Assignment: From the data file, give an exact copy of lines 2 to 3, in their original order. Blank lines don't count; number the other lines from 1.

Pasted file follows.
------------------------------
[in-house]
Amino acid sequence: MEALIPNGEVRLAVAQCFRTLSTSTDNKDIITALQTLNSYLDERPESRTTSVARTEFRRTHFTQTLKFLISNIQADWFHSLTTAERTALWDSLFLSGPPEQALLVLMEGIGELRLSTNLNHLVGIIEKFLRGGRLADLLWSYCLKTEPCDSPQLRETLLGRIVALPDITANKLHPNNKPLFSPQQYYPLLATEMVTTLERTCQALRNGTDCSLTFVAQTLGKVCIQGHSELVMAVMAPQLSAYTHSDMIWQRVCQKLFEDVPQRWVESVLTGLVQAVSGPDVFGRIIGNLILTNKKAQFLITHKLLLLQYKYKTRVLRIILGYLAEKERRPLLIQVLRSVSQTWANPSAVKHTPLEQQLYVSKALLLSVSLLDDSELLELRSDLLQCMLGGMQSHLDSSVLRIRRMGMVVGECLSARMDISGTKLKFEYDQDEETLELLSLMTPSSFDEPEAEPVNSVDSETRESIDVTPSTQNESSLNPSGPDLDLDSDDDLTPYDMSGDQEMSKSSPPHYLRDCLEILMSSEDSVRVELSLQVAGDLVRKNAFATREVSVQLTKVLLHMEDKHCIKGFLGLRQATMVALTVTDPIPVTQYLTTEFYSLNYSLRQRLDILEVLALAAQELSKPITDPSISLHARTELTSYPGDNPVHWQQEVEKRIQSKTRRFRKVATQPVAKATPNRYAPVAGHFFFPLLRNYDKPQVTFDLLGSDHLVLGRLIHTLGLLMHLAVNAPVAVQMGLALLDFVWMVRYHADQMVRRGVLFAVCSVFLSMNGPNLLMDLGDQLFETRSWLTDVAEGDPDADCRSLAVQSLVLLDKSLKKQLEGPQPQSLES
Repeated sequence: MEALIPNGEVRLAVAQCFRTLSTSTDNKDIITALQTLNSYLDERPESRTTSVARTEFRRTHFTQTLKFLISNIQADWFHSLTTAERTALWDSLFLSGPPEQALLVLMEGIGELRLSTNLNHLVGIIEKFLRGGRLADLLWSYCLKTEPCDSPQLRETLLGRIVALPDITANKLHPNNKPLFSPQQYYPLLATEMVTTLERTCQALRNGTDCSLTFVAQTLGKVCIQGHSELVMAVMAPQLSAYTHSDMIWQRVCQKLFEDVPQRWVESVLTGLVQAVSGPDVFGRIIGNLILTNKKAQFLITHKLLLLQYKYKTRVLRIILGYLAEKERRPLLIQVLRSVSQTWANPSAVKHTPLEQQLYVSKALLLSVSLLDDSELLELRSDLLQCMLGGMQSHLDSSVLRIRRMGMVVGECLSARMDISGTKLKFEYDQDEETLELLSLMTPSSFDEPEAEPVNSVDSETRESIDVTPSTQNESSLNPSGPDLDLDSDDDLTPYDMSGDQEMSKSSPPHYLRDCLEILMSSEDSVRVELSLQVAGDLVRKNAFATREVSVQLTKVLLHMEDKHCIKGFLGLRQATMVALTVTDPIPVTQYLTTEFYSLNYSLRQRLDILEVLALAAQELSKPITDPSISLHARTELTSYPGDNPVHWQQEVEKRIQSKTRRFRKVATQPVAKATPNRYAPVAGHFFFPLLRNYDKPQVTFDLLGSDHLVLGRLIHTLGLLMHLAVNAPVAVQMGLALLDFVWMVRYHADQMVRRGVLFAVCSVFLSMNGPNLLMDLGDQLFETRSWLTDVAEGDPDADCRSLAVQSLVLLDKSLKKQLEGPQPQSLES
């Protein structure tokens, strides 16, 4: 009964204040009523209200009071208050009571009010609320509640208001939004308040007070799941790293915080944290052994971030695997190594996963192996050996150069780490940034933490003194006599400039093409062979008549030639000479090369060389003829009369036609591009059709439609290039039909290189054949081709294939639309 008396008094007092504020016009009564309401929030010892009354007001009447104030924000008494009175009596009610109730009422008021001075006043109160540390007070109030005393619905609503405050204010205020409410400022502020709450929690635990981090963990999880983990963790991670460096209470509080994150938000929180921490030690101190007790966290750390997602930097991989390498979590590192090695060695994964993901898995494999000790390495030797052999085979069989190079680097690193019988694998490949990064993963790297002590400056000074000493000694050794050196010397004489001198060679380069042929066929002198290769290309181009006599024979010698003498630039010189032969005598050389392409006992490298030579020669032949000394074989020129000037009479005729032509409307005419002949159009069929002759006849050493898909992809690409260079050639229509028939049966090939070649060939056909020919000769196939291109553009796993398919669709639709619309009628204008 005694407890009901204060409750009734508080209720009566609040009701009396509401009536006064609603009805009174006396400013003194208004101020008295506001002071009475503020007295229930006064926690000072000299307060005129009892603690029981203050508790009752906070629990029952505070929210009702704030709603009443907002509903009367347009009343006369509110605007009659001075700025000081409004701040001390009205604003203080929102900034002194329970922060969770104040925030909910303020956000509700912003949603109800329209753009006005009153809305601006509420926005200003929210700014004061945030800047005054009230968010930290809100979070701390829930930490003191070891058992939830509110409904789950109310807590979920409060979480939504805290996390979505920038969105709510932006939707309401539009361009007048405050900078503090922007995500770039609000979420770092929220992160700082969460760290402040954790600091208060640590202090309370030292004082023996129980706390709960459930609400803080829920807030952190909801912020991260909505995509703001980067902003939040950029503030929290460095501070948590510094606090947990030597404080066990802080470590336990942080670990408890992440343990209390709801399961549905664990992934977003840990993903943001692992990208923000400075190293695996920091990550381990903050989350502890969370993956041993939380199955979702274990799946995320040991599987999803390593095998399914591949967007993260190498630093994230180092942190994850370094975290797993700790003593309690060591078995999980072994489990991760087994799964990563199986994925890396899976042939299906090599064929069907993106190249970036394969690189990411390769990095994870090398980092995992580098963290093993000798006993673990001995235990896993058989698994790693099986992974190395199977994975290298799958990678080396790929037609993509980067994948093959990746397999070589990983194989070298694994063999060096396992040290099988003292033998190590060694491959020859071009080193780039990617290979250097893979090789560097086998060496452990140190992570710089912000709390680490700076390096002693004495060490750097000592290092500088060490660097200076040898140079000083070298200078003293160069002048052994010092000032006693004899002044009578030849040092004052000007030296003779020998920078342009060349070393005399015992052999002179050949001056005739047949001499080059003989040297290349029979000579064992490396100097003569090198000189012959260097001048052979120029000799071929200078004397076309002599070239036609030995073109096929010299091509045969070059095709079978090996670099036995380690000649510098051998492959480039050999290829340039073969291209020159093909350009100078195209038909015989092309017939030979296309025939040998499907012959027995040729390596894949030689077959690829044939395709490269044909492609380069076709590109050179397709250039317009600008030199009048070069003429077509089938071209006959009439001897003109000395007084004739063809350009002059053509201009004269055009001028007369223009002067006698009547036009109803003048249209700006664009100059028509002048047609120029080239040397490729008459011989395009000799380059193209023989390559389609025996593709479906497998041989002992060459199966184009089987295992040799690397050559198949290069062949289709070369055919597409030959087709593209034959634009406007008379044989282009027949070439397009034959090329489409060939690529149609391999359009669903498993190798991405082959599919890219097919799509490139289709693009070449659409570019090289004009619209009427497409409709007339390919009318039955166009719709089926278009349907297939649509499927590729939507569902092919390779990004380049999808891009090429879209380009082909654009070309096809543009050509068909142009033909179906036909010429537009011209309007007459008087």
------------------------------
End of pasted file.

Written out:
Amino acid sequence: MEALIPNGEVRLAVAQCFRTLSTSTDNKDIITALQTLNSYLDERPESRTTSVARTEFRRTHFTQTLKFLISNIQADWFHSLTTAERTALWDSLFLSGPPEQALLVLMEGIGELRLSTNLNHLVGIIEKFLRGGRLADLLWSYCLKTEPCDSPQLRETLLGRIVALPDITANKLHPNNKPLFSPQQYYPLLATEMVTTLERTCQALRNGTDCSLTFVAQTLGKVCIQGHSELVMAVMAPQLSAYTHSDMIWQRVCQKLFEDVPQRWVESVLTGLVQAVSGPDVFGRIIGNLILTNKKAQFLITHKLLLLQYKYKTRVLRIILGYLAEKERRPLLIQVLRSVSQTWANPSAVKHTPLEQQLYVSKALLLSVSLLDDSELLELRSDLLQCMLGGMQSHLDSSVLRIRRMGMVVGECLSARMDISGTKLKFEYDQDEETLELLSLMTPSSFDEPEAEPVNSVDSETRESIDVTPSTQNESSLNPSGPDLDLDSDDDLTPYDMSGDQEMSKSSPPHYLRDCLEILMSSEDSVRVELSLQVAGDLVRKNAFATREVSVQLTKVLLHMEDKHCIKGFLGLRQATMVALTVTDPIPVTQYLTTEFYSLNYSLRQRLDILEVLALAAQELSKPITDPSISLHARTELTSYPGDNPVHWQQEVEKRIQSKTRRFRKVATQPVAKATPNRYAPVAGHFFFPLLRNYDKPQVTFDLLGSDHLVLGRLIHTLGLLMHLAVNAPVAVQMGLALLDFVWMVRYHADQMVRRGVLFAVCSVFLSMNGPNLLMDLGDQLFETRSWLTDVAEGDPDADCRSLAVQSLVLLDKSLKKQLEGPQPQSLES
Repeated sequence: MEALIPNGEVRLAVAQCFRTLSTSTDNKDIITALQTLNSYLDERPESRTTSVARTEFRRTHFTQTLKFLISNIQADWFHSLTTAERTALWDSLFLSGPPEQALLVLMEGIGELRLSTNLNHLVGIIEKFLRGGRLADLLWSYCLKTEPCDSPQLRETLLGRIVALPDITANKLHPNNKPLFSPQQYYPLLATEMVTTLERTCQALRNGTDCSLTFVAQTLGKVCIQGHSELVMAVMAPQLSAYTHSDMIWQRVCQKLFEDVPQRWVESVLTGLVQAVSGPDVFGRIIGNLILTNKKAQFLITHKLLLLQYKYKTRVLRIILGYLAEKERRPLLIQVLRSVSQTWANPSAVKHTPLEQQLYVSKALLLSVSLLDDSELLELRSDLLQCMLGGMQSHLDSSVLRIRRMGMVVGECLSARMDISGTKLKFEYDQDEETLELLSLMTPSSFDEPEAEPVNSVDSETRESIDVTPSTQNESSLNPSGPDLDLDSDDDLTPYDMSGDQEMSKSSPPHYLRDCLEILMSSEDSVRVELSLQVAGDLVRKNAFATREVSVQLTKVLLHMEDKHCIKGFLGLRQATMVALTVTDPIPVTQYLTTEFYSLNYSLRQRLDILEVLALAAQELSKPITDPSISLHARTELTSYPGDNPVHWQQEVEKRIQSKTRRFRKVATQPVAKATPNRYAPVAGHFFFPLLRNYDKPQVTFDLLGSDHLVLGRLIHTLGLLMHLAVNAPVAVQMGLALLDFVWMVRYHADQMVRRGVLFAVCSVFLSMNGPNLLMDLGDQLFETRSWLTDVAEGDPDADCRSLAVQSLVLLDKSLKKQLEGPQPQSLES